Conservative Neo-Imperialism vs Jacksonian Neo-Isolationism

As for Trumpism vs. Bushism, one will be no less dependent on “populist nationalism” than the other, to whatever extent it is also successful: In a mass electoralist national system under popular sovereignty, the winner will always be the truest national populist, by definition, if not necessarily the purest national populist according to some external or merely intellectual standard.

What remains, then, is Trumpism. Which is also, in its lurching, sometimes insightful, often wicked way, a theory of what kind of party the Republicans should become, and one that a plurality of Republicans have now actually voted to embrace.

Ross Douthat
“The Defeat of True Conservatism”

The Republican coalition as an effectively neo-conservative coalition was able to bind itself together, or bind citizens to its project as constituents, in opposition to perceived external threats – militarism, fascism, communism, Islamism – that were mirror reverses of its precepts. For conservatives under the most politically effective articulation of their premises, American Idea and American Identity could be conjoined, with whichever war at whatever temperature serving to fuse otherwise contradictory ingredients, while melting away the rough edges of unresolved disagreements and irresolvable frustrations. Though the articulation is most readily identifiable as Reaganism, Reaganism can itself be seen, and is perhaps best understood, as a re-capitulation from the right both of and integrally within an inherited framework. Similarly, Reagan’s loyal progressive and so-called liberal1 adversaries could not stray too far from the same premises without losing their ability to compete and therefore to govern on the national level.

Referencing America’s first year of direct and open engagement in the Second World War, addressing the West Point graduating class, General George C. Marshall defined this simultaneously patriotic, traditionally liberal, and global neo-imperialist consensus: “We are determined that before the sun sets on this terrible struggle our flag will be recognized throughout the world as a symbol of freedom on the one hand and of overwhelming force on the other.” In our time, the ascents first of Obamism and then of Trumpism, for all of their differences, share in common an attempt forced on American national leaders or their coalitions – on us – to define an alternative sufficient consensus, or popularly accessible binding or integrative force, or source of unifying collective will, of the type without which no nation-state can function as a nation-state.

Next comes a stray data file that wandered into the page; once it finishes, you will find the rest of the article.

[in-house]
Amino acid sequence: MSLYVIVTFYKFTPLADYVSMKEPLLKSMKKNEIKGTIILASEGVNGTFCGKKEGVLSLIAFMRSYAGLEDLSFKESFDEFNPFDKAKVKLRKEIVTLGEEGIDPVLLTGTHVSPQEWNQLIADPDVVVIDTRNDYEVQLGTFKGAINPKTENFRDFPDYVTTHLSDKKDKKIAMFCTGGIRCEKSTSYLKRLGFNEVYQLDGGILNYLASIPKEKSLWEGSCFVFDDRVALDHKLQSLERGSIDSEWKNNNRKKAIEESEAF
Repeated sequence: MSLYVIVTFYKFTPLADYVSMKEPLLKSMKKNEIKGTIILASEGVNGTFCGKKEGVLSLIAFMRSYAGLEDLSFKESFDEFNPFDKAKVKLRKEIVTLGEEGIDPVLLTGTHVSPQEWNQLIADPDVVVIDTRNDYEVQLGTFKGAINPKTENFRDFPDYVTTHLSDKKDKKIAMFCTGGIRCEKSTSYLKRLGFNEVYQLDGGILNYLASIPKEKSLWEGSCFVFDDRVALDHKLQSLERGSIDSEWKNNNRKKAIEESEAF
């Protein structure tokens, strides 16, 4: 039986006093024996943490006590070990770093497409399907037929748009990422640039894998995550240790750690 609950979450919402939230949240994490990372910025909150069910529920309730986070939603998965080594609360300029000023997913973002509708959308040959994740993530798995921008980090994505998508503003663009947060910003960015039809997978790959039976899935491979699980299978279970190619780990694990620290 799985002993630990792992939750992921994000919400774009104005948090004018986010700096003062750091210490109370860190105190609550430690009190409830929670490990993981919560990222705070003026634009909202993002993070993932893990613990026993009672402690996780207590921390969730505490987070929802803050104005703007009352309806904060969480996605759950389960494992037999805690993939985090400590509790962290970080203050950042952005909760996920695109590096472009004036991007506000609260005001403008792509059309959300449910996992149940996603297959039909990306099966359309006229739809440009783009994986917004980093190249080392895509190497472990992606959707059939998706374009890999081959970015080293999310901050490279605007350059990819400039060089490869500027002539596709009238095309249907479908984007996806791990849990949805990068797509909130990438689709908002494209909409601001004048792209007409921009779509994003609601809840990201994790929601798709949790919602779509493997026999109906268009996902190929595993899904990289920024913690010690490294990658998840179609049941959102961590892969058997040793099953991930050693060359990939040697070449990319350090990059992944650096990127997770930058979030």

Those differences between Obamist and Trumpist reactions to this moment or conjuncture are far from trivial, but are a subject for another discussion – perhaps of Progressive Withdrawalism vs Jacksonian Neo-Isolationism. For present purposes – of understanding what has happened to American conservatism or so-called Movement Conservatism – we can observe that Obamism and Trumpism share a significant if inconsistent or not yet consistent divergence from an ideology or civic-religious idea of “Freedom.” Freedom for Americans in Marshall’s time, as for American “Constitutional Conservatives” at any time, referred to central precepts on the “universal” rights of human beings as individuals and the political and economic superstructures thought, and thought proven, to protect as well as to advance recognition of those rights as comprehended in the founding documents of the United States of America, and as re-transmitted, under American tutelage, in the founding documents of the post-war global order. Yet for Obamism as well as Trumpism, freedom on such terms no longer efficiently defines an identity or collective ego ideal as it were internally, but in multiple respects has become externalized as dangerous. In foreign policy any positive attempt to realize the classic American liberal ideal, especially through military force, is taken to produce hopeless, counterproductive, and immoral entanglements: as acute manifestation the failure of Operation Iraqi Freedom; in chronic form a world of evils to be avoided not least because proven insusceptible to the kind of “force” that may once have “overwhelmed” an enemy state, but that has limited utility or seemingly no utility at all against other types of resistance. In domestic or economic policy the so-called Washington Consensus, or “globalization,” was until recently a matter of epochal bi-partisan or mainstream consensus, in key respects re-producing or restoring elements of the old liberal economics: It is now held by many both inside and outside of mainstream and right or left reactionary camps to be responsible for inequality, insecurity, stagnant or declining prospects for the middle and lower classes, and ecologically as well as economically unsustainable levels of consumption: Acutely the 2008 Financial Crisis, otherwise the ills and uncertainties of financialization or “Financialized Neo-Liberalism.”